The Southern District of Ohio concluded that minor plaintiffs, who were claiming that their birth defects were caused by the drug Bendectin, were not able to testify or meaningfully consult with counsel and that "the unfair prejudicial effect of [the children] is beyond calculation" and thus it was not error for the trial court to exclude those chidren from the courtroom. In re Richardson-Merrill, Inc. Bendectin Products (S.D.Ohio 1985) 624 F.Supp. 1212, 1224. The In re Richardson-Merrill court stated that the potential of a biased jury caused by the presence of the plaintiffs was a valid concern for the trial court:

"If the battle is emotional alone, between newborn infants and big business, there can be but one winner. Emotional battles, however, should not be staged in the federal courtroom. We deal in liability imposed not by emotion but by the law."

624 F.Supp. at 1224.

The United States Court of Appeals, Sixth Circuit, found in the case of Helminski v. Ayerst Lab., a Div. of A.H.P.C. (6th Cir.1985) 766 F.2d 208 that a plaintiff may be excluded from the courtroom by the trial court:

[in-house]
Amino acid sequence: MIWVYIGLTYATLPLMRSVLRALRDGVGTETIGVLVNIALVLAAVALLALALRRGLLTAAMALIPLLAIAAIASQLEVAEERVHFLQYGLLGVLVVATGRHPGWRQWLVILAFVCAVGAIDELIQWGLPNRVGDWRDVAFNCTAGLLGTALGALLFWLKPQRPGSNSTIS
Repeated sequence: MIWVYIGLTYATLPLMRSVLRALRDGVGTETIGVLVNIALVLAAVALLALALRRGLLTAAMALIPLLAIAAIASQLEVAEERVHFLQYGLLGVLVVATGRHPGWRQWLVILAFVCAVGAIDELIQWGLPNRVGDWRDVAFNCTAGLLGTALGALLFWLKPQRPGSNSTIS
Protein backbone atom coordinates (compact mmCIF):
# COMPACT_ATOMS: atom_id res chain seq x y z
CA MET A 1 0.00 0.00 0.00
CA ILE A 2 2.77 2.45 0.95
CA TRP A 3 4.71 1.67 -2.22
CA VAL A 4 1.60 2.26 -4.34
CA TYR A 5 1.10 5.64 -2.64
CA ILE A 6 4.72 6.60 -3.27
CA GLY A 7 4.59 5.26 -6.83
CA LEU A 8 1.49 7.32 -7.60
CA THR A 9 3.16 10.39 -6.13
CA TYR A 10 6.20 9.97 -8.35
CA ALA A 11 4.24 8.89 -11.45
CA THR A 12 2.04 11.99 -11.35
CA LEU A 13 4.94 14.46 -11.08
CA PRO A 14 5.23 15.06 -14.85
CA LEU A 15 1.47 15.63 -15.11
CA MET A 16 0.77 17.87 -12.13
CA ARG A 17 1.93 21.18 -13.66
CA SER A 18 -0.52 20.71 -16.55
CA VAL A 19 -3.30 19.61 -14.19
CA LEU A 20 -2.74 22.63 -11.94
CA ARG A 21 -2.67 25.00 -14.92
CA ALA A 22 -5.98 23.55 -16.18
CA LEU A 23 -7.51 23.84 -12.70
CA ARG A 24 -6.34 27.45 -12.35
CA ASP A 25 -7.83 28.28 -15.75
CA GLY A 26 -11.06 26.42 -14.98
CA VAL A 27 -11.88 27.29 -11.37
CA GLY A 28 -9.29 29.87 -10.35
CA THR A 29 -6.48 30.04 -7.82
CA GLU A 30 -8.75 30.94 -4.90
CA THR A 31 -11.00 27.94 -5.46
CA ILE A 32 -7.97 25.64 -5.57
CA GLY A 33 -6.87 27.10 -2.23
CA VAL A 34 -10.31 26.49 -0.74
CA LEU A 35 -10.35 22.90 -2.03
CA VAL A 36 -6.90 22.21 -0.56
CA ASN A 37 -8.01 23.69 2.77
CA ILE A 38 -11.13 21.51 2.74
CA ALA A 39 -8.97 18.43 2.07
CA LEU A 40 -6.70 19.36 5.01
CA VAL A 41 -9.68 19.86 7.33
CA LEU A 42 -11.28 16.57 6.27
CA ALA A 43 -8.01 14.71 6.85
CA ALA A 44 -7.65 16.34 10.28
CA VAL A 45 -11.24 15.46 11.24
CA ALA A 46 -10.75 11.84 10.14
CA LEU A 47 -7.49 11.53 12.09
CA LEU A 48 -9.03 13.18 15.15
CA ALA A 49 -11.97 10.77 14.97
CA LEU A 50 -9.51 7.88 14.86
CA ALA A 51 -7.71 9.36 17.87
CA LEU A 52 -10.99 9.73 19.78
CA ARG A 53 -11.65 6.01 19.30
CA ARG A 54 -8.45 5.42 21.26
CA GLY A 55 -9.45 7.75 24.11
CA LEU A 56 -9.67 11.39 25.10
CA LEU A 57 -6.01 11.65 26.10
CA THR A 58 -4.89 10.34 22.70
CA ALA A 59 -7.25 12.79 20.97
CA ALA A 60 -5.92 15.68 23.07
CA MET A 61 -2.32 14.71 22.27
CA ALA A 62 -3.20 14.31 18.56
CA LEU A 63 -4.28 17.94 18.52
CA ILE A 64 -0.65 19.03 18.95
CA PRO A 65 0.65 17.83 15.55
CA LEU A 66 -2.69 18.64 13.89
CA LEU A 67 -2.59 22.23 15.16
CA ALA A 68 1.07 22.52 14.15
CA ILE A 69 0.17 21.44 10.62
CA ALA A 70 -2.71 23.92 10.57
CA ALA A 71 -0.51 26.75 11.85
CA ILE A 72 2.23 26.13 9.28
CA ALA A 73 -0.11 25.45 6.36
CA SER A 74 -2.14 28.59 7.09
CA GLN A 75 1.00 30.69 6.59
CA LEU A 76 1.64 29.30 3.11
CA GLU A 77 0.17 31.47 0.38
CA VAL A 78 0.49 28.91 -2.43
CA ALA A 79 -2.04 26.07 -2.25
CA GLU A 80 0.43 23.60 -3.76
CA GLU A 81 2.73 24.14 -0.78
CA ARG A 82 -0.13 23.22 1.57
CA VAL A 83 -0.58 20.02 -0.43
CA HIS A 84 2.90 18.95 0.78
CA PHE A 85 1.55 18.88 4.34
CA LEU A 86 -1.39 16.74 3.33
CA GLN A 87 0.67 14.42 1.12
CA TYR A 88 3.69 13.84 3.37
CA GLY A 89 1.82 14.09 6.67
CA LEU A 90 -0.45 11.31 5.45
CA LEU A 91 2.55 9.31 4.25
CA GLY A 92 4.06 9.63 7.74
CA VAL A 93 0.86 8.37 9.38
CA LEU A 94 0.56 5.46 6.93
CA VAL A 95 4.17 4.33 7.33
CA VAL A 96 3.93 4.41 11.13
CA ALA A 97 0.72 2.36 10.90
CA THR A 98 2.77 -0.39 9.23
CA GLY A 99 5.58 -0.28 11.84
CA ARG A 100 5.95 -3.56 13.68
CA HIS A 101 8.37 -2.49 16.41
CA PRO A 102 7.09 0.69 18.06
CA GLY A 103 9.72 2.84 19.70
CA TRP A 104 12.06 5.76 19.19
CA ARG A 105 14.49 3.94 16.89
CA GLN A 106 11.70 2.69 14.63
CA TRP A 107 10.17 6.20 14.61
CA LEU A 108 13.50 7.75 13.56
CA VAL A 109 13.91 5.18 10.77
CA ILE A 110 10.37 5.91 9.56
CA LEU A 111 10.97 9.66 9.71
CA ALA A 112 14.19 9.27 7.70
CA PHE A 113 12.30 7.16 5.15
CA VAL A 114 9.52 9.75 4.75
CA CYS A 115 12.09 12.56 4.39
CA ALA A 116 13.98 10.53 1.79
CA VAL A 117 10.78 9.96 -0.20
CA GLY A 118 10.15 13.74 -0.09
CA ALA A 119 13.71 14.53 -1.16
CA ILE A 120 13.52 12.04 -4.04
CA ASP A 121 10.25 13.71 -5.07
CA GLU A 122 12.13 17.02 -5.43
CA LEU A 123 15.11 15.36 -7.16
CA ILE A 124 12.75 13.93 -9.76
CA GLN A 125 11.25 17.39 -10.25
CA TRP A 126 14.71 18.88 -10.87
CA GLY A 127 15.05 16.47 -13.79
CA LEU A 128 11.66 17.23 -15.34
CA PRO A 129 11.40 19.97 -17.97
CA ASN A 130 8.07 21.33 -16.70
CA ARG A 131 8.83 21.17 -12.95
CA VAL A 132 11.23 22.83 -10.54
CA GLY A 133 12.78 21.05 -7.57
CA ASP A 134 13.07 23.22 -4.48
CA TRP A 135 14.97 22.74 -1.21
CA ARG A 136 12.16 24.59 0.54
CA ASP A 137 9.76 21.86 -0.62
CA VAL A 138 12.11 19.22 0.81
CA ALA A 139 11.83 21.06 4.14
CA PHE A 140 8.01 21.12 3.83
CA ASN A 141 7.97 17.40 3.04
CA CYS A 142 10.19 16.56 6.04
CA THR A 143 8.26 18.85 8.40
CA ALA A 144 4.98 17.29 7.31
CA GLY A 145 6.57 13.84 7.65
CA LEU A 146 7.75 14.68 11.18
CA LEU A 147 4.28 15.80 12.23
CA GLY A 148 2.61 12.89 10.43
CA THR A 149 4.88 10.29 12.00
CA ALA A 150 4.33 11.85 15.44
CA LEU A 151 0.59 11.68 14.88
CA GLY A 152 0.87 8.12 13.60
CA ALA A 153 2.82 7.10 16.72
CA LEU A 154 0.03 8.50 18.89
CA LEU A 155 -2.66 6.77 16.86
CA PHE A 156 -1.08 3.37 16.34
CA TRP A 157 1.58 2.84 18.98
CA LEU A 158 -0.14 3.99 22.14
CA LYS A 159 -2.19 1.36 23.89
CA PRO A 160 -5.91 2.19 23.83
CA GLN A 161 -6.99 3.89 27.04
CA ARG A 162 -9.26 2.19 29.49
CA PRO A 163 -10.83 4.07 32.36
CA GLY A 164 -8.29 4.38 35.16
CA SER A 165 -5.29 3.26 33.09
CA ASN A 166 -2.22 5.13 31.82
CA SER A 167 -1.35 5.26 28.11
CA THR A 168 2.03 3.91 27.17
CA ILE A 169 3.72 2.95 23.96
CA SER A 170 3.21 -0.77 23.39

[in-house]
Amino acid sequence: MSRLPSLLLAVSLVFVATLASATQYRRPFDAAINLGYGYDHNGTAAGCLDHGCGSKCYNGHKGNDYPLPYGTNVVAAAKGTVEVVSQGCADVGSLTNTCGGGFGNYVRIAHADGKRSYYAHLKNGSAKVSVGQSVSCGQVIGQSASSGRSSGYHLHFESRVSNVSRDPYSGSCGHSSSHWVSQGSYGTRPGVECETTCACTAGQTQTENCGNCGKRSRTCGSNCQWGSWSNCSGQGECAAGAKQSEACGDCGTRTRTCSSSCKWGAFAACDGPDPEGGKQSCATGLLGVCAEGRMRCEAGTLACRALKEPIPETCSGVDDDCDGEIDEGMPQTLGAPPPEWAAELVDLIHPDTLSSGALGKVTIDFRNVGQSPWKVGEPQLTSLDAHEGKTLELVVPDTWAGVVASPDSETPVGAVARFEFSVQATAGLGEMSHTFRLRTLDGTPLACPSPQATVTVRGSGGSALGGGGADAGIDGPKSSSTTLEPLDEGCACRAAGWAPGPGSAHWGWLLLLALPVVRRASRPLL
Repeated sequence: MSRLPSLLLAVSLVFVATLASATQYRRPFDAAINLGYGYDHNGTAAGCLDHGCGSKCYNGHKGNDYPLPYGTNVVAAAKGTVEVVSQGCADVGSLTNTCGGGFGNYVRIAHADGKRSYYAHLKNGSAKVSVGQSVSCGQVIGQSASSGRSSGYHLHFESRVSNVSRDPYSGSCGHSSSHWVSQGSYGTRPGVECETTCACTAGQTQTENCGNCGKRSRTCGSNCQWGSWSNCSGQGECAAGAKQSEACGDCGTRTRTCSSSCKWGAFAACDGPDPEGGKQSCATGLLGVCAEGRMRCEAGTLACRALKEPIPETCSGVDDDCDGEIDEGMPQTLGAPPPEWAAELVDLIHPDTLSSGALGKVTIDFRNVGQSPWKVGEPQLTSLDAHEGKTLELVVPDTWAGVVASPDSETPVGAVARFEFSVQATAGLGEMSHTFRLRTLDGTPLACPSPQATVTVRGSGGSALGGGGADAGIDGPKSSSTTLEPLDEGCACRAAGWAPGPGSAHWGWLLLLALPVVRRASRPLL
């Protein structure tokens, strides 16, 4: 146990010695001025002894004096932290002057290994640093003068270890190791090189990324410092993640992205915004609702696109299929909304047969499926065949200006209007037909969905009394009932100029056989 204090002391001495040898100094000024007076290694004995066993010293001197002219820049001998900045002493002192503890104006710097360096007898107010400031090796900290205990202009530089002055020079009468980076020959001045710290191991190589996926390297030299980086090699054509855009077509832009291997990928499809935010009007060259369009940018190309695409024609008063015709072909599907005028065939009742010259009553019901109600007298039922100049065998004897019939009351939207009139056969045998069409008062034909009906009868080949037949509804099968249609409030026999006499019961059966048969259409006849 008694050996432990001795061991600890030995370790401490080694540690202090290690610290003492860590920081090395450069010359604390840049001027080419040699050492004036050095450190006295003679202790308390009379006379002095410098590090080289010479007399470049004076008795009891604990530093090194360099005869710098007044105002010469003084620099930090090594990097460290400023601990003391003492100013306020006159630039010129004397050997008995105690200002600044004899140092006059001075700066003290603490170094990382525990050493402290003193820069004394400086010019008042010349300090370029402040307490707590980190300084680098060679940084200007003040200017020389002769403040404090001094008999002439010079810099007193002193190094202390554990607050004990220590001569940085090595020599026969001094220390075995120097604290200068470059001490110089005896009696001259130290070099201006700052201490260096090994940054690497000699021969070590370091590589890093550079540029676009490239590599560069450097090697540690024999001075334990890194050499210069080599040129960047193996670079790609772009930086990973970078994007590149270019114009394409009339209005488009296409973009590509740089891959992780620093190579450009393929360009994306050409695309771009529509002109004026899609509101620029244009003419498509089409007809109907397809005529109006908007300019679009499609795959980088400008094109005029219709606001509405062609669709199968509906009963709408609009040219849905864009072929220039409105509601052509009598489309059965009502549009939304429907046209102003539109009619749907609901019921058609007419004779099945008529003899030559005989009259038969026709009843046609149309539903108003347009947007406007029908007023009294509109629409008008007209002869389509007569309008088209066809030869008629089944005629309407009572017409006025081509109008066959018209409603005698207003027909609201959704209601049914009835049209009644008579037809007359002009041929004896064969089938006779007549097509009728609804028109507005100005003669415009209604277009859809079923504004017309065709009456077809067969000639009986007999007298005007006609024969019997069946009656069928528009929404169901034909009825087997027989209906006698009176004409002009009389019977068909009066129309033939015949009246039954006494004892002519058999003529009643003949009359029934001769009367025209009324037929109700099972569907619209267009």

"Neither the Fifth Amendment's due process clause nor the Seventh Amendment's guarantee of a jury trial grants to a civil litigant the absolute right to be present personally during the trial of his case."

766 F.2d at 213.

The Helminski opinion, which was relied upon by the Southern District of Ohio in In re Richardson-Merrill, held that the exclusion of the plaintiff from the liability phase of the trial comports with due process if the defendant can show that prejudice will result from the plaintiff's presence and that the plaintiff is unable to assist his counsel. 766 F.2d at 218.